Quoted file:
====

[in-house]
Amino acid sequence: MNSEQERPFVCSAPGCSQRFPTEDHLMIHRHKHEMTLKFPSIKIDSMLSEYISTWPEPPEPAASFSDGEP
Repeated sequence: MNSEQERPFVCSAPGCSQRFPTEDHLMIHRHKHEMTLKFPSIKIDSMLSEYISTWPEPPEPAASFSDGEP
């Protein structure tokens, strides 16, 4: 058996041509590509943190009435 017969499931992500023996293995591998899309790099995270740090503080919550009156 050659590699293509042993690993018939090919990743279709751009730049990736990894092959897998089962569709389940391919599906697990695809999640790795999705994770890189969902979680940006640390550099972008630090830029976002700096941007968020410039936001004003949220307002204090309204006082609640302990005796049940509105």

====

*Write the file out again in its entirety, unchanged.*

[in-house]
Amino acid sequence: MNSEQERPFVCSAPGCSQRFPTEDHLMIHRHKHEMTLKFPSIKIDSMLSEYISTWPEPPEPAASFSDGEP
Repeated sequence: MNSEQERPFVCSAPGCSQRFPTEDHLMIHRHKHEMTLKFPSIKIDSMLSEYISTWPEPPEPAASFSDGEP
């Protein structure tokens, strides 16, 4: 058996041509590509943190009435 017969499931992500023996293995591998899309790099995270740090503080919550009156 050659590699293509042993690993018939090919990743279709751009730049990736990894092959897998089962569709389940391919599906697990695809999640790795999705994770890189969902979680940006640390550099972008630090830029976002700096941007968020410039936001004003949220307002204090309204006082609640302990005796049940509105």